March 25, 2019
What is 360 Marketing and Why You’re Failing at It
Like “Social Media Expert”, “360 Marketing” gets bandied about like marketing’s prettiest girl at the dance, but she ain’t that pretty when her makeup’s all smeared, her dress is torn, and she’s as drunk as a sailor.
This is what happens when your integrated marketing program really isn’t one. In a previous post, I discussed the importance of branding, and the essence of that branding has to carry over to everything else you do in your marketing efforts.
When I was first training foreign teams on effective social media campaigns focused on Americans, they had the mistaken impression that swearing was necessary in all posts. (Probably my fault – I am typically the only American they know personally and I used to swear like a trucker when I first moved East. I’m better now.) When you are spreading the “voice” of your brand across all sorts of media, everyone developing that media needs to match that voice consistently, otherwise subliminal feelings of mistrust start to develop in the receiver.
For example, when most Americans buy their new Dell laptop and try to figure out how to configure their Wi-Fi connection, they call tech support. With all the pressure to buy American these days in the States, reaching a call center in Mumbai or Sao Paulo, with people speaking a distinctly different English, it will immediately put most Americans in a bad mood, affecting their overall impression with the brand.
Another example would be putting your twitter feed into the hands of an intern, who uses it for her personal tweets at the same time. No one wants to know what she had for lunch or about that hunky new guy she saw at the coffee shop yesterday and how much she hopes he’ll call. If I’m following your company’s tweets, I won’t mind hearing about the hunky new guy working in tech support (with a pic, please!) IF the brand has that “voice”. If you’re a law firm, that would still not be appropriate.
But brands have personalities, just like people, and bringing that personality across everything (including your 404 page) can significantly increase engagement. Facebook pages, Linkedin company pages and groups can be places to crowdsource ideas, test marketing promotions, get feedback on your products. Engage, engage, engage, people. Ask lots of open-ended questions (ones that can’t be answered yes or no), like, “How would you deal with (insert situation of frustration here that could possibly be associated with your product)?” Use polls as well, like “Would you rather get a 10% off coupon on your next beverage, or a free beverage after you purchase 10?” Making your fans feel included, as a part of your brand, will go far. Expand on this by building promotions that refer friends or ask them to vote on other fan’s contributions on your page. It could be as simple as a caption contest. Another example of this is to make a contest for a new tagline or product name and having people vote for the best. Have badges for frequent contributor stories. Have people vote for best story of the year – depending on the brand, it could be the craziest thing that ever happened to you while drinking that tasty beverage, or voting on the weirdest story they’ve read in your newspaper.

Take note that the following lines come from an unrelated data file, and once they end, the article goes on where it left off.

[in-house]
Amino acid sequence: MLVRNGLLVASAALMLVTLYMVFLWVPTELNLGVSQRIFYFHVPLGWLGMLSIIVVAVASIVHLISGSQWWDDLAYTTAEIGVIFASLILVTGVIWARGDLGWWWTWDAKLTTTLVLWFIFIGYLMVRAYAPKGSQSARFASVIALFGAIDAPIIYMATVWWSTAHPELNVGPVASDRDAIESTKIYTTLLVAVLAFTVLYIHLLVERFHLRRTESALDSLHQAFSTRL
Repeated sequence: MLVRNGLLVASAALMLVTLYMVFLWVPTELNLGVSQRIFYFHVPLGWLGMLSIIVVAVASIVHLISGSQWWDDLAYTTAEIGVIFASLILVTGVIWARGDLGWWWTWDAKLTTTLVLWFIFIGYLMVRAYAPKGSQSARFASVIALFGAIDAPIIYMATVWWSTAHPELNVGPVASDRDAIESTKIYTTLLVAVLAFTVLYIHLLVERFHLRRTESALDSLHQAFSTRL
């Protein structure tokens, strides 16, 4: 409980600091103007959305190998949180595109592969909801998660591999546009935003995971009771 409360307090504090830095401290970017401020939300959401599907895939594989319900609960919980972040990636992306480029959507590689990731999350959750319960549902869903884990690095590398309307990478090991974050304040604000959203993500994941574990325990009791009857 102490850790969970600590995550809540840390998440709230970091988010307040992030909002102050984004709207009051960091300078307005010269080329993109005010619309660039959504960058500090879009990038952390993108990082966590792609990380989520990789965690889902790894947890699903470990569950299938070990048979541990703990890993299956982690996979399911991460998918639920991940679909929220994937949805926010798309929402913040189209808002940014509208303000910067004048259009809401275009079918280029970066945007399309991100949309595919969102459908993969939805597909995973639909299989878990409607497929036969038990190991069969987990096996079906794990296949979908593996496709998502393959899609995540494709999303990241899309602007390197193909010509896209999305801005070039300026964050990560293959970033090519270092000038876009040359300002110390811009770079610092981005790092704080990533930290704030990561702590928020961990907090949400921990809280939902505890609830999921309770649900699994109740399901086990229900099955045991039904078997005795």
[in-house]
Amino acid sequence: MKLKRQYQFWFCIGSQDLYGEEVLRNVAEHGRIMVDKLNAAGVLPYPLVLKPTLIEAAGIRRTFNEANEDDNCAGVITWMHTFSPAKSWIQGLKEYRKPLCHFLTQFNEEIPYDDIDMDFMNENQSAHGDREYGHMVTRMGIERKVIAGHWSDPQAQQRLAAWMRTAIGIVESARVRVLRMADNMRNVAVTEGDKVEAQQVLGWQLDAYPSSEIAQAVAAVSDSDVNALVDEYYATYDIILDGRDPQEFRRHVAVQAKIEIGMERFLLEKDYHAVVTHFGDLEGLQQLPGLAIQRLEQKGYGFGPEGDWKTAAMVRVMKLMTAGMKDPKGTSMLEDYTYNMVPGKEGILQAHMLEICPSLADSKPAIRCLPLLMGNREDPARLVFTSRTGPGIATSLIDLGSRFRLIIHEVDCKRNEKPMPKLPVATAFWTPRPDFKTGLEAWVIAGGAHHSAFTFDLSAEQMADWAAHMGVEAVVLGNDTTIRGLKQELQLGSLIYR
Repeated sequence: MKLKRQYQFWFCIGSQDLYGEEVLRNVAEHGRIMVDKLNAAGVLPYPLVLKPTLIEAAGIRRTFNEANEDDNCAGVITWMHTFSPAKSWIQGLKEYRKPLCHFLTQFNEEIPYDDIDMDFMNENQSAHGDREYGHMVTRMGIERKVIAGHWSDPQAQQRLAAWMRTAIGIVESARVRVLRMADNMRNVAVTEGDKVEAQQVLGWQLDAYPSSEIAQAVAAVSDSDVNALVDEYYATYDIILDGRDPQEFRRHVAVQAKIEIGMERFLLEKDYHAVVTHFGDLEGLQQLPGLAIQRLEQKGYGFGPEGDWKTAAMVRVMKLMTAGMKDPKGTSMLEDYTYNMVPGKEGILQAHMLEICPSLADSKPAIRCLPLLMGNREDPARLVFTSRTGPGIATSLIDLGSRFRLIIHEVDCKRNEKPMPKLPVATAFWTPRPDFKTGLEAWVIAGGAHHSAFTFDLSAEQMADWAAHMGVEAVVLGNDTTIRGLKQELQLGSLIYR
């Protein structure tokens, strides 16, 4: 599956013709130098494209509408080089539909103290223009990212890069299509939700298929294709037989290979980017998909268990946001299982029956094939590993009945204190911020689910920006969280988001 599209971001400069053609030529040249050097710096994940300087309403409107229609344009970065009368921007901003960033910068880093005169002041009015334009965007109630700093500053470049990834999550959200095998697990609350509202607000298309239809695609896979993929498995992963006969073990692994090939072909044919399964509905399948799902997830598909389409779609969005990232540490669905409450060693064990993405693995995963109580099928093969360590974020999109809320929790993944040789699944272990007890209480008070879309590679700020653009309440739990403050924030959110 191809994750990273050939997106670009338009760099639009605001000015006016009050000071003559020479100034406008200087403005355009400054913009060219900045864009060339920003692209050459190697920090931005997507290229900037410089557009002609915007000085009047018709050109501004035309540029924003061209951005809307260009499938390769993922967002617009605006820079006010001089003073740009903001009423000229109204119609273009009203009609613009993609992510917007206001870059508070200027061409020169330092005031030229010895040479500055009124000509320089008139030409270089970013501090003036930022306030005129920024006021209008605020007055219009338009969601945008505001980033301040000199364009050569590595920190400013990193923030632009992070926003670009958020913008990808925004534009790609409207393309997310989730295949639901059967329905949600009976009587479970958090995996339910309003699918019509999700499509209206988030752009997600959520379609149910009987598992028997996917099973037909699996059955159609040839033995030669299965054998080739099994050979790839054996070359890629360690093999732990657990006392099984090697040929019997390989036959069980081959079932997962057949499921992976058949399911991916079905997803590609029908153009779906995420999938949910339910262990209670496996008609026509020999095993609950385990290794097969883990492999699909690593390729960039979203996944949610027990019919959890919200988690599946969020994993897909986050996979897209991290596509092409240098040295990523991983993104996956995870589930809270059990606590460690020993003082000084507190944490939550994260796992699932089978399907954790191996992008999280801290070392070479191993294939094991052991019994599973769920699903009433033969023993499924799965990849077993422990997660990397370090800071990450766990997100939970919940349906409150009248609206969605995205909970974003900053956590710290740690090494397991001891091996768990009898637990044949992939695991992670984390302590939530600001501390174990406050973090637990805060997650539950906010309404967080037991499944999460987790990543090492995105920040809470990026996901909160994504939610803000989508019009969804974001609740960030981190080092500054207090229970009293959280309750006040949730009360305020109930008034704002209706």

Now, for those companies that are much more formal (see: law firms, banks), your “voice” will of course be different, more formal, announcing court wins and new clients, but you can also offer free legal advice (with your disclaimer), post profiles of your newest staff members and their practice groups, etc.
The Kicker – Why Companies Fail
360 marketing also includes print, TV, radio, billboards (or hoardings as they’re called here in Asia). Your interaction with the press and industry analysts also needs to use the same “voice”. When working out your messaging, it should stay consistent regardless of the source, with minor tweaks to fit said source.
Many companies outsource this because they’re not sure what to do or how to do it and they have no idea how to measure success. Using multiple companies will give you a headache – they need to be integrated as well, so go back to your branding guidelines and ensure all companies you use are using your unique “voice” across all media. Sometimes it helps to put all your work in a room and look at it. If something doesn’t match, it will immediately stand out. Time for a redo.
Many companies are afraid to engage themselves because they’re nervous a staffer will “go rogue” and embarrass the company, or a disgruntled customer will flame mail your social media endeavors. I actually welcome the flamers. For every one that complains, there are ten more out there that won’t and you can bet your last dollar they’ll tell a friend how badly you treated them, losing you more potential customers. By actively engaging in your authentic voice and over delivering beyond their expectations, you build a fan for life, who will share how you corrected their problem.
For the staffer, it may have been a drunken late night tweet they thought was going to their personal account. A quick apology, maybe retraining or re-assignment for the bad tweeter, and you’re good to go. Most bad social media encounters are quickly forgotten (well, except for some very memorable exceptions) as you continue forward. Even a little bad press can get you visitors to your web site, where they may still be converted to customers. As long as you continue to speak in your authentic voice, make a sincere apology, and engage with the people who are upset, you’ll win more than you’ll lose.
It’s these challenges in life that make it fun to get up in the morning. 360 marketing really is da bomb. :- )
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